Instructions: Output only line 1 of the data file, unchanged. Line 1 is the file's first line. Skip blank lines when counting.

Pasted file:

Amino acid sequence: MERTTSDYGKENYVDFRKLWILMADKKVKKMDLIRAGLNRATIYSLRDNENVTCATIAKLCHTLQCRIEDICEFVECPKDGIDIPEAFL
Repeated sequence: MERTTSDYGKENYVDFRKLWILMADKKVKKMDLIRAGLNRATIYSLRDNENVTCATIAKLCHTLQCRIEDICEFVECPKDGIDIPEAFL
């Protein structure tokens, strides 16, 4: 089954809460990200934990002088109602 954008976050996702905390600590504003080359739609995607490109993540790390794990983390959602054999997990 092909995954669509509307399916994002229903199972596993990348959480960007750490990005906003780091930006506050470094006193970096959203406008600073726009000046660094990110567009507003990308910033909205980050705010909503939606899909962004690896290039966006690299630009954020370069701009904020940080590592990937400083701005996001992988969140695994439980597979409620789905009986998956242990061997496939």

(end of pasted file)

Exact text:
Amino acid sequence: MERTTSDYGKENYVDFRKLWILMADKKVKKMDLIRAGLNRATIYSLRDNENVTCATIAKLCHTLQCRIEDICEFVECPKDGIDIPEAFL